Policy recommendation-

·         Emphasis on NHM in conjunction with Ayushman Bharat should continue.

·         A regulator for the healthcare sector must be considered given the market failures stemming from information asymmetry.

·         Telemedicine needs to be harnessed to the fullest by investing in internet connectivity and health infrastructure.

 

Chapter 6 – Process Reforms

Theme of the chapter – The chapter throws light on the problems of India’s administrative processes. The issue of over-regulation has been illustrated.

Important points to note –

·         India over-regulates the economy. The root cause of this problem is an approach that attempts to account for every possible outcome.

·         Increase in complexity of regulations, intended to reduce discretion, results in even more non-transparent discretion.

Policy recommendation-

·         Simplify regulations and invest in greater supervision which, by definition, implies greater discretion.

·         Discretion, however, needs to be balanced with transparency, systems of ex-ante accountability and ex-post resolution mechanisms.

 

Chapter 7 – Regulatory Forbearance an emergency medicine, not staple diet!

Theme of the chapter–The chapter throws light on the regulatory forbearance. Regulatory forbearance for banks involved relaxing the norms for restructuring assets. It analyses the consequences of prolonged forbearance policies by taking the example of Global Financial Crises.

Important points to note –

·         Banks exploited the forbearance window for window-dressing their books and misallocated credit, thereby damaging the quality of investment in the economy.

·         Forbearance represents emergency medicine that should be discontinued at the first opportunity when the economy exhibits recovery, not a staple diet that gets continued for years.

Policy recommendations-

·         An Asset Quality Review exercise must be conducted immediately after the forbearance is withdrawn.

·         The legal infrastructure for the recovery of loans needs to be strengthened de facto.

 

Chapter 8 – Innovation: Trending Up but Needs Thrust, Especially from the Private Sector

Theme of the chapter–Survey examines India’s innovation performance in the light of India entering the top-50 innovating countries for the first time in 2020 since the inception of the Global Innovation Index in 2007.

Important points to note –

·         For its level of development, India is a positive outlier.

·         However, India’s gross domestic expenditure on R&D (GERD) is lowest amongst top ten economies.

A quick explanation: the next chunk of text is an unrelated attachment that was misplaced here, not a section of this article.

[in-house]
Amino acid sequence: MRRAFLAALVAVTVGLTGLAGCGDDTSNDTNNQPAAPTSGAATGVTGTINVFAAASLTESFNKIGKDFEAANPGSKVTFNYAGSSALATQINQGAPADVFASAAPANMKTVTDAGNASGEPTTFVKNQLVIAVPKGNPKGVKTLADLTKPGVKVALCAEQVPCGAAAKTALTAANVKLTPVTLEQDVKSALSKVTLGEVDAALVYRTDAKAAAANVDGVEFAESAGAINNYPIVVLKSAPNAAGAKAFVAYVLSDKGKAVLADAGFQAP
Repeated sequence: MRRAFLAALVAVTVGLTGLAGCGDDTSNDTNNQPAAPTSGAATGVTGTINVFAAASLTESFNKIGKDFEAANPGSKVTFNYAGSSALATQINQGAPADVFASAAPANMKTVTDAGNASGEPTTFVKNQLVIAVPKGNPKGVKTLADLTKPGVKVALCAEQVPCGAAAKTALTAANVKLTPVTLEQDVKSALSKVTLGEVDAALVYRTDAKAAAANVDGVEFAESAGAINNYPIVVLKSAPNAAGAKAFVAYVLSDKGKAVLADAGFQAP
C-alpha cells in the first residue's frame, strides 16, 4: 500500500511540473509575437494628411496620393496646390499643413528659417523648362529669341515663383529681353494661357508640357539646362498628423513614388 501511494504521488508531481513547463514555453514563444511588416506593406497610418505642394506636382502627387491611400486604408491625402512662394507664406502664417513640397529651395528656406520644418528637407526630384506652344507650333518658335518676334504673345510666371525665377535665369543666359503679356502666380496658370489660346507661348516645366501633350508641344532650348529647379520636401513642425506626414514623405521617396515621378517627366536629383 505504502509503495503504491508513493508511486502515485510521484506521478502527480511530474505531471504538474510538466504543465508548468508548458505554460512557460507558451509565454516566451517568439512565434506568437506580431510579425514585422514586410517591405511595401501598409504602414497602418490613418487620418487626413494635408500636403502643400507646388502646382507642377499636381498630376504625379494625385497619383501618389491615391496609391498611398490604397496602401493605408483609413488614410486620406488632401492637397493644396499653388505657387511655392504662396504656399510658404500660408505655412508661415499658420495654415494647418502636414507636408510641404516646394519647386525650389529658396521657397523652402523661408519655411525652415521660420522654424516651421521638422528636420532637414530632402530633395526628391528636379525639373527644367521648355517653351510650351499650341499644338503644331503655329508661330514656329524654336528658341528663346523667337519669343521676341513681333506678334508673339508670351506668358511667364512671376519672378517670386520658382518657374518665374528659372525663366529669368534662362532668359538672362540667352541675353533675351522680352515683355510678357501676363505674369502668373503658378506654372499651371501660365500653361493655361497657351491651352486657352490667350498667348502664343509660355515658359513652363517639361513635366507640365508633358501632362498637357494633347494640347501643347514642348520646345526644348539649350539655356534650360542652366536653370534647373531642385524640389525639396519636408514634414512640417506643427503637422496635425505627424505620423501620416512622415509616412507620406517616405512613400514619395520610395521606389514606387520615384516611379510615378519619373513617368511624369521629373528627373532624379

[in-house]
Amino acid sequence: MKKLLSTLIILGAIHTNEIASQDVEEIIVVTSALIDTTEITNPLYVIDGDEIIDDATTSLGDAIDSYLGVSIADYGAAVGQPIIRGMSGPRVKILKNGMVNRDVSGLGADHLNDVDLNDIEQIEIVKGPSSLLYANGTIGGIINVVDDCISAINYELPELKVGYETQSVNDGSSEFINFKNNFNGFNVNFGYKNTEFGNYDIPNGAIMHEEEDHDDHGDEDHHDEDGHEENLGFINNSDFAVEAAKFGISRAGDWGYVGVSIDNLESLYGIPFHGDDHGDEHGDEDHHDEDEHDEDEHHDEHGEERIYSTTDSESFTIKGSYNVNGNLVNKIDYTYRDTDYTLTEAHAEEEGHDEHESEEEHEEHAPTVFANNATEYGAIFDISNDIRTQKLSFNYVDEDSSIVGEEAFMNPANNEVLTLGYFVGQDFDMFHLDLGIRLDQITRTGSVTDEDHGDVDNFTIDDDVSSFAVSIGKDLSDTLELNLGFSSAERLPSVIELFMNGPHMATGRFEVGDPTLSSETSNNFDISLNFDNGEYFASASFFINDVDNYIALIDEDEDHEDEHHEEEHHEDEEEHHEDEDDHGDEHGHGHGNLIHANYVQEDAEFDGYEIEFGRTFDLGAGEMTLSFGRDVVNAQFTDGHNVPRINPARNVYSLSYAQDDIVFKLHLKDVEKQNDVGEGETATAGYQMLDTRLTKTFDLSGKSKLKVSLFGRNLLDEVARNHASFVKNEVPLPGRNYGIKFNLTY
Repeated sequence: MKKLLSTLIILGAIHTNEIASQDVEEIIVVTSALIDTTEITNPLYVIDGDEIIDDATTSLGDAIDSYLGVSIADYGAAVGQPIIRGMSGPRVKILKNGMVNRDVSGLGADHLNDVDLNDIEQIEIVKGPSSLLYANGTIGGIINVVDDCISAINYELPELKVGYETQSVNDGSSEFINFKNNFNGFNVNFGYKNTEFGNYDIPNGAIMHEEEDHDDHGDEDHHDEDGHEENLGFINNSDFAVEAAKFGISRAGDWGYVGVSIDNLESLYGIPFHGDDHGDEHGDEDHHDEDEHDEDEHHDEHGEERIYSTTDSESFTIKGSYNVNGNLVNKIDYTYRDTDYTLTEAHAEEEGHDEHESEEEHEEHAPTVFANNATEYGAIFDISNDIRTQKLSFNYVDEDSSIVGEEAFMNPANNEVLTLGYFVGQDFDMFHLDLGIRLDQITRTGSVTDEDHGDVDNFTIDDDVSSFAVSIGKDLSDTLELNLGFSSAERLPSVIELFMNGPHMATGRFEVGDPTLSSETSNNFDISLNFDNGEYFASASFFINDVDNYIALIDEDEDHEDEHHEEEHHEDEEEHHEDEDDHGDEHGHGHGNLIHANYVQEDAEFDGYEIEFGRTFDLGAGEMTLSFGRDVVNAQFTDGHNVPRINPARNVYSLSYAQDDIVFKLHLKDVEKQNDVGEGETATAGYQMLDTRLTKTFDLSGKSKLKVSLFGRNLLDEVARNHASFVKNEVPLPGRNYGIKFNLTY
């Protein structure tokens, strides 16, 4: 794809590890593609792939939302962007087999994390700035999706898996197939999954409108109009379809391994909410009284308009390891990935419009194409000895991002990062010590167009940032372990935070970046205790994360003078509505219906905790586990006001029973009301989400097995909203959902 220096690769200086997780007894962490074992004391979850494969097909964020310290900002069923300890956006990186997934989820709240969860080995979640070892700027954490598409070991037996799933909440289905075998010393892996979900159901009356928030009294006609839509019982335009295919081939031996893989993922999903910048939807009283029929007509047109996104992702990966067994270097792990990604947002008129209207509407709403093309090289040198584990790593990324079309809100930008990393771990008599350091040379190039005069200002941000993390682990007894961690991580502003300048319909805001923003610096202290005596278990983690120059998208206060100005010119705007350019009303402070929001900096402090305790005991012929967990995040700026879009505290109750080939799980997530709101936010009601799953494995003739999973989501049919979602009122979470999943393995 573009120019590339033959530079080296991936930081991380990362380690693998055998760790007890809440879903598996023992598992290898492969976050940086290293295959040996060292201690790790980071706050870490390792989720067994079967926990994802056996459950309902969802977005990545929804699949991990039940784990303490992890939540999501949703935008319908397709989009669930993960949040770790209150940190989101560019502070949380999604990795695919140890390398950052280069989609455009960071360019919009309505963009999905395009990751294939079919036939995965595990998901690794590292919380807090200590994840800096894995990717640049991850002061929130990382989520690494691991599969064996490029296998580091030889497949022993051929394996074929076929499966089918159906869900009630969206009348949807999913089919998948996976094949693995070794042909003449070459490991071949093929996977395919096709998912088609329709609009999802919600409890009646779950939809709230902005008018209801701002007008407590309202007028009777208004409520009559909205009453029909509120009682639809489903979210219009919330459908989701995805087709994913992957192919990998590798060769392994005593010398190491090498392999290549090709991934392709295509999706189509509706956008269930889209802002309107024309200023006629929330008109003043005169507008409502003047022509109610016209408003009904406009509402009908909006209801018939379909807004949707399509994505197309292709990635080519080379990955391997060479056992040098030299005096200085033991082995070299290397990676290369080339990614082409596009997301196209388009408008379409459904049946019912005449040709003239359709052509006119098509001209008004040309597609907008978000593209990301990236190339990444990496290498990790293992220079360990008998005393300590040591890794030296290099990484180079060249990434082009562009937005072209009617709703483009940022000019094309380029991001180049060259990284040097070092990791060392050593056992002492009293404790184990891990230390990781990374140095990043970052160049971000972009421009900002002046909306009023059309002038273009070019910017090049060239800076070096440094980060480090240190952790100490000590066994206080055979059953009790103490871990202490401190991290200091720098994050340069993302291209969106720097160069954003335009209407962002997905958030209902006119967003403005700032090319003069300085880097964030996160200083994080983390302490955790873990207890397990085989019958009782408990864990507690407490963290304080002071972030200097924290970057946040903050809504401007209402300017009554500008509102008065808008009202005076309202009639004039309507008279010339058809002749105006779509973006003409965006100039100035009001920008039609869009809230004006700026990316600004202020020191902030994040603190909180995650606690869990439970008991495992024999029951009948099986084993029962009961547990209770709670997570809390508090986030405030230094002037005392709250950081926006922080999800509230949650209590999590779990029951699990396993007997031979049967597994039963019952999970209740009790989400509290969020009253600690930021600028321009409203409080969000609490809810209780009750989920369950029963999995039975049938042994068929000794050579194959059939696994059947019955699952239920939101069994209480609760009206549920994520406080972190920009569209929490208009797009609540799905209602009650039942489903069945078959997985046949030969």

·         The government sector contributes a disproportionately large share in total GERD at three times the average of top ten economies.

Policy recommendations-

·         India’s business sector needs to significantly ramp up investments in R&D.

·         India must focus on improving its performance on institutions and business sophistication innovation inputs.

 

Chapter 9 –JAY Ho! PM‘JAY’ Adoption and Health outcomes

Theme of the chapter - It demonstrates strong positive effects on healthcare outcomes of thePradhanMantri Jan Arogya Yojana (PM-JAY).

Important points to note

·         PM-JAY is being used significantly for high frequency, low cost care such as dialysis and continued during the Covid pandemic and the lockdown.

·         Comparing data from National Family Health Survey (NFHS)-4 (2015-16) and NFHS-5 (2019-20), states having PM-JAY have seen greater improvement on health outcomes.

 

Chapter 10 – Bare Necessities

Theme of the chapter – It throws light on the access to bare necessities in the country in 2018 as compared to 2012.

Important points to note –

·         The survey creates a Bare Necessities Index to analyse the change in access.

·         Improvement in each of the five dimensions- access to water, housing, sanitation, micro-environment and other facilities.

·         Improved access to the ‘bare necessities’ has led to improvements in health indicators such as infant mortality and under-5 mortality rate and also correlates with future improvements in education indicators.

Policy recommendations-

·         Thrust should be given to reduce variation in the access to bare necessities across states, between rural and urban and between income groups.

·         The schemes such as Jal Jeevan Mission, SBM-G, PMAY-G, etc. may design appropriate strategy to reduce these gaps.